conventional explosives (e.g., a single hacker breaking into a nominally unsecured system that does not tunnel into other critical systems) is not the primary focus of this report.

In the context considered here, the adversary must be conceptualized as a very patient, smart, and disciplined opponent with many resources (money, personnel, time) at its disposal. Thus, in an information technology context, the “lone hacker” threat—often described in terms of maladjusted teenage males with too much time on their hands—is not the appropriate model. Protection against “ankle biters” and “script kiddies” who have the technical skills and understanding as well as the time needed to discover and exploit vulnerabilities is of course worth some effort, but it is important as well to consider seriously the larger threat that potentially more destructive adversaries pose.



Information technology (IT) is essential to virtually all of the nation’s critical infrastructures, which makes any of them vulnerable to a terrorist attack on the computer or telecommunications networks of those infrastructures. IT plays a critical role in managing and operating nuclear-power plants, dams, the electric-power grid, the air-traffic-control system, and financial institutions. Large and small companies rely on computers to manage payroll, track inventory and sales, and perform research and development. Every stage in the distribution of food and energy from producer to retail consumer relies on computers and networks. A more recent trend is the embedding of computing capability in all kinds of devices and environments, as well as the networking of embedded systems into larger systems.1 And, most obviously, IT is the technological underpinning of the nation’s communications systems, from the local loop of “plain old telephone service” to the high-speed backbone connections that support data traffic. These realities make the computer and communications systems of the nation a critical infrastructure in and of themselves, as well as major components of other kinds of critical infrastructure, such as energy or transportation systems.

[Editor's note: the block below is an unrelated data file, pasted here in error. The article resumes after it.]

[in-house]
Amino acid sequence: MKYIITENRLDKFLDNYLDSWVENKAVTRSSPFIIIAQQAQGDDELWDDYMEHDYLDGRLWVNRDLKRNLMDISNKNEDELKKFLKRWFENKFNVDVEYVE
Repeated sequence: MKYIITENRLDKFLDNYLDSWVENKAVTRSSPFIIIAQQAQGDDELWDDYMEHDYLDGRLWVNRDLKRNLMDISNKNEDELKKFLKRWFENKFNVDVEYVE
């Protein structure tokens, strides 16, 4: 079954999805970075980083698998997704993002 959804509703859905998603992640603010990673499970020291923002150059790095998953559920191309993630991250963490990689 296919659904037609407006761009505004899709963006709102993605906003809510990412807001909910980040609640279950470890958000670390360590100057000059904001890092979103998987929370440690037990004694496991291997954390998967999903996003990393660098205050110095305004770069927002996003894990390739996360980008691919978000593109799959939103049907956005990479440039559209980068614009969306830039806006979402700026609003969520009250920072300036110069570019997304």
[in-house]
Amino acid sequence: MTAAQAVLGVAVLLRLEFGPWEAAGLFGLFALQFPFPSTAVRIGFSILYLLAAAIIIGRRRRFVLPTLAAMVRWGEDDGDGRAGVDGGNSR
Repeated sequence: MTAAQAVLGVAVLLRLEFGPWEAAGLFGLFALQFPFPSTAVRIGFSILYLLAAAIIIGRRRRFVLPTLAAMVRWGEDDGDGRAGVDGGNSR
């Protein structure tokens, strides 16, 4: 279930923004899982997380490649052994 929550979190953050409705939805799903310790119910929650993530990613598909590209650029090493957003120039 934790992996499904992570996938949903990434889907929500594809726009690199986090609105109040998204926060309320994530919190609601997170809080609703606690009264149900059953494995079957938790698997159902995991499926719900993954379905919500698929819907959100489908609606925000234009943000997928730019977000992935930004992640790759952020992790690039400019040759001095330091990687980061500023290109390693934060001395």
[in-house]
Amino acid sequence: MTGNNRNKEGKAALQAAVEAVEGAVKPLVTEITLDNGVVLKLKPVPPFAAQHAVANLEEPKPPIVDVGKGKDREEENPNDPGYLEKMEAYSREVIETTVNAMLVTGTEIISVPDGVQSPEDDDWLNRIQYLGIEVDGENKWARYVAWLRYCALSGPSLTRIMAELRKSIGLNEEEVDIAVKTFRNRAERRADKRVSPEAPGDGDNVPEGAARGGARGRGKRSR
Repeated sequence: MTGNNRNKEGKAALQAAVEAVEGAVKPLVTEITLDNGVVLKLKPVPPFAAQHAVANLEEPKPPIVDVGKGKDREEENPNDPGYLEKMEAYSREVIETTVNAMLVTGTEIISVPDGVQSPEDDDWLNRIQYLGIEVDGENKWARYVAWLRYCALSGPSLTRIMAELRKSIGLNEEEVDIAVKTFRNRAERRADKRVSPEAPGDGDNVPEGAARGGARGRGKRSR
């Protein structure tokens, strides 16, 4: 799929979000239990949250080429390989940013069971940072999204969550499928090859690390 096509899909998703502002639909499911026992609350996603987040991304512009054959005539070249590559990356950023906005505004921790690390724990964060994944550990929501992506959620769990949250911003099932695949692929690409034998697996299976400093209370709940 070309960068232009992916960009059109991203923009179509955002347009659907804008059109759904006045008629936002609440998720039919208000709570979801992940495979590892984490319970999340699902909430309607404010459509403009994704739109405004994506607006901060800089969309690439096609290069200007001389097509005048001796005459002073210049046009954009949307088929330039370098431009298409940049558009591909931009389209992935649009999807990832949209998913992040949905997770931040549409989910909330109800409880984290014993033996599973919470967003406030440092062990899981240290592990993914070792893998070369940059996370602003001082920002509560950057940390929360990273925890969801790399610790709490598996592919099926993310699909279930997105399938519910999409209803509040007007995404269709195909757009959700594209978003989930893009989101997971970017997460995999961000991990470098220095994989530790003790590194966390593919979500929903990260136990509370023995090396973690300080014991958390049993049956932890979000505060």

In addition, while IT per se refers to computing and communications technologies, the hardware and software (i.e., the technological artifacts


Computer Science and Telecommunications Board, National Research Council. 2001. Embedded, Everywhere: A Research Agenda for Networked Systems of Embedded Computers. National Academy Press, Washington, D.C. (Note that most Computer Science and Telecommunications Board reports contain many references to relevant literature and additional citations.)

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